Baby wearing

Baby wearing or carrying – ever heard of it? I’m sure you’ve seen all the fancy carriers parents have these days, but I’m here to tell you that this isn’t just some new trend. Baby wearing has been around for a LONG time, in different countries, across various cultures. I recently read a post about a woman who traveled to Kenya (her native country), who observed babies and children being carried or worn by their relatives. The other thing she observed was that the babies rarely cried. She asked her grandmother why the babies didn’t cry as often there as compared to the US. Her response was “Nyonyo” (breastfeed) the babies whenever they fuss. So basically – meet the needs of the baby. Keep them feeling safe and warm like they did in the womb and feed them when they’re hungry. Sounds pretty simple doesn’t it?

Call me old fashioned, but when I was making our baby registry I didn’t register for any of the fancy chairs, swings or shhh machines. I did however register for a couple of different types of carriers. I tried to keep it pretty minimal, based only on the things we would really NEED. I knew that I would want our baby girl close to me once she was born, but I also knew that I would still need to get some things done (which requires using your hands). I wasn’t sure if Tallulah would like any of the carriers, but I wanted to give them a try. The week we brought her home I wrapped her up and carried her around, she slept peacefully; didn’t make a peep unless she was hungry.

Growing up, I was told by many people that I know not to hold babies too much because they’ll become “spoiled”. So that’s what I thought – babies need to be able to be put down and they will learn how to soothe themselves. Looking back, I can’t help but think how naive I was, simply following what other people told me. After working with babies and children for half of my life, becoming a doula and now, as a first time mother – my opinion is radically different. Babies go from being warm, snuggled, listening to their mama’s heartbeat and feeling safe in the womb for 9 months, to being born into a cold, loud, bright world. How the hell can we expect them to adapt so quickly? Answer: it’s just not realistic. Quick tip: if your baby has slept, been fed and changed but is still fussing when you put them down – maybe they just want to be snuggled!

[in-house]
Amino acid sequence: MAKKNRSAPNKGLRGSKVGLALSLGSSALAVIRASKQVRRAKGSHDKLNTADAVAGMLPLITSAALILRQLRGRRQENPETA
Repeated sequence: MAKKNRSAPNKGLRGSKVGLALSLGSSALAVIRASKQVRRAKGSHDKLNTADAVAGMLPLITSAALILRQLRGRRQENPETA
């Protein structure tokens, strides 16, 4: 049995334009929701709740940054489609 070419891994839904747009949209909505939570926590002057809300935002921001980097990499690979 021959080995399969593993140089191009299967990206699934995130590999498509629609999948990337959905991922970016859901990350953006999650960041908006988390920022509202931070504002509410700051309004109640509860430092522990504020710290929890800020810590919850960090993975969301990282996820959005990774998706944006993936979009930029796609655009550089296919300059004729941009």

Okay, let’s get into the benefits of baby wearing. One thing I love about it is that there are benefits for BOTH the parent/caregiver and baby, not just one or the other.

  • decreases the risk of flat head syndrome and SIDS
  • allows the caregiver to be hands free, while still keeping the baby close
  • if breastfeeding, baby can nurse while in the carrier
  • can help with gastrointestinal health (ex: if baby has acid reflux, keeping them upright can help prevent gas and in turn, fussiness due to it!)
  • promotes baby’s development, physically and emotionally
  • creates a calm energy because baby feels that their needs are being met
  • strengthens the bond between the baby and parent/caregiver by keeping them close (especially during the fourth trimester)
  • can help fussy babies sleep (they’re used to being warm and listening to a heart beat)
  • the closeness of baby wearing produces a hormone called Oxytocin (also known as the “cuddle hormone”), which promotes bonding and attachment

I just want to end this blog post with a couple of reminders. Baby wearing may not be for you or your baby and that is absolutely okay. Some babies hate it, some babies love it. What works for one parent and their baby may not work for you. At the end of the day, you need to do what works best for YOU and YOUR baby. There is no ONE way to take care of your baby. Whatever makes you and your baby feel the most comfortable is what you should be doing!


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